I was curious about the changes to Trey Parker, Robert Lopez, and Matt Stone’s THE BOOK OF MORMON, which underwent revisions before its post-pandemic return to Broadway in 2021. I imagined a substantial overhaul of the material, along with input from co-director/choreographer Casey Nicholaw (Parker also co-directed). After seeing the show, I can state the changes are minimal. All of the musical numbers are the same, and some of the dialogue may have been altered. But I don’t buy that the Ugandan characters have been given more agency or power.
Rewatching this musical in 2023, I conclude that THE BOOK OF MORMON has an identity crisis. The claim that a musical from the SOUTH PARK creators should be no holds barred and spare no one isn’t justifiable. Instead, the musical is essentially bifurcated: One major part of the concept works, the other is problematic and unfunny. THE BOOK OF MORMON remains a brilliant satirization of organized religion, and of course, specifically Mormonism. When the musical punches up specifically to make fun of the earnest young white men setting off on their Mormon missions, it works and the laughs come easily. I was reminded especially of how astutely the musical depicts religious suppression, particularly in the number “Turn It Off.” When golden child Elder Price and his goofy mission companion arrive for their mission in Uganda, the former is particularly dismayed that it’s nothing like the sunny Orlando, Florida of his dreams. In an effort to cheer him up, regional leader Elder McKinley leads his fellow Mormons in a number about turning off those bad feelings like a light switch. The number is uproarious, and it’s a microcosm of the blatant skewering of organized religion. THE BOOK OF MORMON reminds us that many of the most devout will go to absurd lengths to cling to their arbitrary beliefs.
When it comes to the portrayal of the Ugandan characters, however, THE BOOK OF MORMON is deeply problematic. Even with the revisions, the Ugandan villagers are reduced to broad stereotypes, and it’s these characters who give voice to the most uncomfortable jokes in the show. The narrative threads about 80% of the villagers having AIDS, the myth that raping virgins or babies will cure said AIDS, and a General who performs female genital mutilation are still alive and well in this revised version. The crass jokes seem racist, especially given that the Mormon Elders are entirely clueless when it comes to these situations. The Uganda villagers are depicted as without agency, means, or opportunity. It’s uncomfortable, and because there’s no nuance, it’s racist. Even Nabulungi, the show’s female protagonist and the most fully fledged of the Ugandan characters, still lacks pretty much all agency.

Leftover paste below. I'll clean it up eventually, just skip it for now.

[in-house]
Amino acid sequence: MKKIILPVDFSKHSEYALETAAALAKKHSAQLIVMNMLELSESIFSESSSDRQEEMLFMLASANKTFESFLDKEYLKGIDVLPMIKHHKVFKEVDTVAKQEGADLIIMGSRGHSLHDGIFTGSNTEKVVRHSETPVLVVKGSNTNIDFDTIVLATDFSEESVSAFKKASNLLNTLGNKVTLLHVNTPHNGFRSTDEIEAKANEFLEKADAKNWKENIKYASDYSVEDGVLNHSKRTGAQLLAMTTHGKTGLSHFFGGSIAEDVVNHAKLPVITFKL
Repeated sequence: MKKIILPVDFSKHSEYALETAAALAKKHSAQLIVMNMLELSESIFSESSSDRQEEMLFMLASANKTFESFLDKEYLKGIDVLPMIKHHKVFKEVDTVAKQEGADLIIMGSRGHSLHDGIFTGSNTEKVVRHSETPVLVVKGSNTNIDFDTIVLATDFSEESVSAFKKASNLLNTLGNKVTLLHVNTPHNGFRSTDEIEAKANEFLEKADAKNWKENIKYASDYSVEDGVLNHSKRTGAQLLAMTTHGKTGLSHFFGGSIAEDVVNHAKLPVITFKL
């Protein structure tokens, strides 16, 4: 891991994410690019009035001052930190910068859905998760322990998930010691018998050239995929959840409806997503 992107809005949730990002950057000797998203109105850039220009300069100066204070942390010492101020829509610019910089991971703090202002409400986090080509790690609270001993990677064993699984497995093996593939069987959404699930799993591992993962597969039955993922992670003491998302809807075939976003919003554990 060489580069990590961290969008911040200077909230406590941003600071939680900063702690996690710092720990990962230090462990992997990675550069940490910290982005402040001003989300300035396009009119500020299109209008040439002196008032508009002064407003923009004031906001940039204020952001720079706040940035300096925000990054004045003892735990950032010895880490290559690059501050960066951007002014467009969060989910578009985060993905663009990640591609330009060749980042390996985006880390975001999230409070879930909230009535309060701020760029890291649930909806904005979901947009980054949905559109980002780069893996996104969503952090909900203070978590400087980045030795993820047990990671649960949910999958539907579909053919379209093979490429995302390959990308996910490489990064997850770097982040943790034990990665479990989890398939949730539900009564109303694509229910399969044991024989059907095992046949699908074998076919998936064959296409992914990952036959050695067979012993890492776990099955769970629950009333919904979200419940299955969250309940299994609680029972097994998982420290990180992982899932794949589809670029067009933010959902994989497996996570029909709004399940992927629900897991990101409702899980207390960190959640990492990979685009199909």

THE BOOK OF MORMON has some self-awareness when it comes to its problematic elements. Take the number “I Am Africa” in which the missionaries revel in their successes converting many of the Uganda villagers to Mormonism. The missionaries spew their problematic beliefs and triumphs in the song, while the Ugandan villagers look on with disgust at their complete lack of awareness. The number works well, but the irony is that that same understanding isn’t carried throughout the show.
While the show has it successes and its major problems, this tour cast is superlative across the board. Sam McLellan is a phenomenal Elder Price; he’s cocky, flamboyant, and embodies the character’s real go-getter energy. He also has excellent face play. Understudy Evan Lennon took on the role of the goofy Elder Cunningham at the performance I saw, and he was fantastic. Lennon has a great elasticity to his movements, and it’s particularly fun to see him strut on stage with his scrawny stature and Star Wars backpack. Together, McLellan and Lennon are a great study in contrasts for the show’s dynamic duo. As Nabalungi, Berlande is the best belter in the entire cast; she nails both of her solos. And while his character is problematic, Dewight Braxton Jr. makes the most of it and has great comedic timing as the General.
Ultimately, the satirization of organized religion at the core of THE BOOK OF MORMON is hilarious and exceedingly clever. But even with changes to the show, that main narrative thread doesn’t negate or solve for the problematic parts of the musical.
THE BOOK OF MORMON national tour runs through April 16, 2023 at the Cadillac Palace Theatre, 151 West Randolph Street.
Photo courtesy of Broadway In Chicago
Originally published on BroadwayWorld.com